Psych-Talk with Dr. Mike: More on marriage

Here is a list of 18 points of collected wisdom from the field of marital therapy.

DrMike298 (photo credit: Photo Courtesy )
(photo credit: Photo Courtesy )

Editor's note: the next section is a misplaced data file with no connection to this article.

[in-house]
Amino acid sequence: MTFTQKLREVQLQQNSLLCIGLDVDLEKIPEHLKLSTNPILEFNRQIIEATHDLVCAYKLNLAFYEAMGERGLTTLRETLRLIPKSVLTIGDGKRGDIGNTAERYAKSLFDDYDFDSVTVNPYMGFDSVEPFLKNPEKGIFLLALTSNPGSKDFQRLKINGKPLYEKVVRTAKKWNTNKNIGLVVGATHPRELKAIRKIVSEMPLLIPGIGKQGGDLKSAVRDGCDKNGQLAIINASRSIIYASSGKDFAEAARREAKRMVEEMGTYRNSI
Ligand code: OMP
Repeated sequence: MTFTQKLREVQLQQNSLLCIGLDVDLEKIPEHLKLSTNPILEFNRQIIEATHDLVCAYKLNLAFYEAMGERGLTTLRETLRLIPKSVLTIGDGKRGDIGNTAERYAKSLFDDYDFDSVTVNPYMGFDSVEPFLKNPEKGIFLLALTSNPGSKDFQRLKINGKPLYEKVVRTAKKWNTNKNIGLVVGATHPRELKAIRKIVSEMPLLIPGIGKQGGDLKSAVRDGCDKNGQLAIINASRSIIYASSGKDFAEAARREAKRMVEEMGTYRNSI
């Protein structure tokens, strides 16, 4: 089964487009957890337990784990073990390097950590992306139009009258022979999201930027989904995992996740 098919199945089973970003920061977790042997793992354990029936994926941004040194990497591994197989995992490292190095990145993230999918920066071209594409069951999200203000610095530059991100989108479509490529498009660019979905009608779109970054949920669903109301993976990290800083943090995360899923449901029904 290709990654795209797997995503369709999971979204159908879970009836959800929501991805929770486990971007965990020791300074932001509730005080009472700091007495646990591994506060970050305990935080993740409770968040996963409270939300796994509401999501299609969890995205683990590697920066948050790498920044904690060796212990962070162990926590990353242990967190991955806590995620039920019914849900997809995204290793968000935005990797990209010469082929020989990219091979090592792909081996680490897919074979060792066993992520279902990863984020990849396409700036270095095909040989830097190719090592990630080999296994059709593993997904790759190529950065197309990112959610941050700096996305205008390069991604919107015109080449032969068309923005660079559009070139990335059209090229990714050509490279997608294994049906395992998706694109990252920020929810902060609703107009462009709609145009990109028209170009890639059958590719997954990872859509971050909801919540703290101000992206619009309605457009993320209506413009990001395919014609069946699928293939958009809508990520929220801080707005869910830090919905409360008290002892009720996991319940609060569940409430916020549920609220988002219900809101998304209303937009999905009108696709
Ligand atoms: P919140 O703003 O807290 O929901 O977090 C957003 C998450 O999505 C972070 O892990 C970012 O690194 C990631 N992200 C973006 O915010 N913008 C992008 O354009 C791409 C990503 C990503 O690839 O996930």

Dr. Mike Gropper is an American psychotherapist and marital therapist living in Ra'anana. For further details, see end of article. Recently I wrote about the importance of active communication in a marriage. Our role model was Tevye in his very direct and clearly stated communication to his wife Golda, "Do you love me?" What was beautiful, in fact, about Tevye's communication, was his persistence. He kept on asking her, without anger and denigration, to validate what he needed to hear. Finally, his patience paid off, and he was rewarded for his positive communication. After all, think of what could have happen if Tevye would have called his wife a nasty name or just walked away, keeping his feelings locked up inside. Since then, I have been asked to write more on the subject of marriage. Here is a list of 18 points of collected wisdom from the field of marital therapy. • Research has shown that most couples have approximately 10 issues they'll never resolve. Even if you switch partners, you'll still have irresolvable issues. Therefore, while some conflicts and differences will be resolved with good communication, don't expect a perfect marriage. • More than 90 percent of all arguments between couples are over money, time, kids, sex and jealousy, in-laws and friends. Learn how to live with and accommodate your differences. • Love ebbs and flows depending on how you treat each other. Learn new ways to interact, and the feeling can come flowing back. Be creative and try to remember the little things that you use to do that worked in the past to please your partner. You'll be surprised how, with just a little bit of effort, a spouse can rekindle the flame or put a warm smile on the face of their partner. • Remember marital satisfaction drops with the birth of a baby. It's normal. Hang in there. And remember, that even in a triangle, there is room for a dyad to emerge. Don't forget about the dyad. • Sex ebbs and flows, too. Enjoy the flows. Communicate with your partner about what in lovemaking are the things that turn you on. Remember, your partner cannot read your mind. • Welcome change. The marriage vow is a promise to stay married, not to stay the same. Learning to see change as a challenge for personal and relationship growth, not devastation is the true test of making relationships last. Give each other permission to change. • It is fascinating to note how much more couples know about each other early in their relationship than they do once they have been together for years. The reason? People stop paying attention. If you aren't learning something new about each other every week or two, you simply aren't observing closely enough. You are focusing on other things, not one another. • To improve positive communication, I usually urge couples to practice simple skills. Share things you appreciate about your partner. Express your wishes, hopes and dreams. Update your spouse about changes in plans and circumstances. Also, don't be afraid to let your spouse know what is bothering you. And when you have complaints, don't just criticize - describe what bothers you and suggest how you'd like it done. • Clear up little mysteries before they become suspicious. • Effective conflict resolution starts with the self-awareness, self-caring, self-honesty, knowing what one wants and valuing it enough to speak up for it clearly. Lots of pathology grows out of not knowing oneself. Caring is listening to you, owning what you've done and haven't done. Then listening to your partner does the same. • The starting point for relationship enhancement is empathy, learning to see things from a partner's perspective. Empathy is what people are really seeking in marriage, and that expectation represents a major break with the past. People are looking for someone to be emotionally supportive, an emotional friend, a helpmate, a soul mate. • Don't personalize all of your partner's bad moods; you're not that powerful and certainly not guilty for the 90% of the time that your spouse is simply having a bad day. Get beyond the over- identification with guilt, and try to be your spouse's friend by asking him or her what is wrong. You may just discover that this is all your partner is looking for is source of empathetic understanding to help overcome those negative moods. • Think "team" when making decisions, such as whether to work overtime or accept a transfer or promotion, ask yourself this question: What will the choice I am making do to the people I love? Try to make the decision that will have the least negative impact on your marriage and your family. • Manage anger better. This is a big one for a lot of people. Don't turn a small problem that needs to be solved into a catastrophe. And, try to solve the problem rather than blaming your partner. Placing fault on your partner only serves to create more distance and hostile feelings. • True long-range intimacy requires repeated affirmations of commitment to your partner. And don't forget that love is not only in what you say, but also in how you act. Buy flowers for each other. Do the dishes without being asked. * Forgive and forget. Don't be too hard on each other. If your passion and love are to survive, you must learn how to forgive. You and your partner regularly need to wipe the slate clean so that anger doesn't build and resentment won't fester. Holding on to hurts and hostility is a way of blocking real intimacy. It will only assure that no matter how hard you otherwise work at it, your relationship will not grow. • Listen to your feelings instead of being swayed by others when it comes to your relationship. Your emotions are the inner radar that help you to navigate the storm moments that occurs in your relationship. • Don't ever hesitate to seek professional guidance when it comes to your marital relationship. Going to a professional when there is a problem is not a sign of weakness or failure, but instead, it is a sign of strength. Dr. Mike Gropper is an American trained psychotherapist and marital therapist. Contact him at Golan Center, Ahuza 198, Ra'anana, (09) 774 1913, From November 1, Dr. Gropper will be accepting new clients at the Jerusalem Medical Center, Shalom Mayer Center, Diskin Street 9A, Kiryat Wolfson, Jerusalem. To arrange an appointment call (09) 774 1913 or (02) 563 6265. Send your comments >>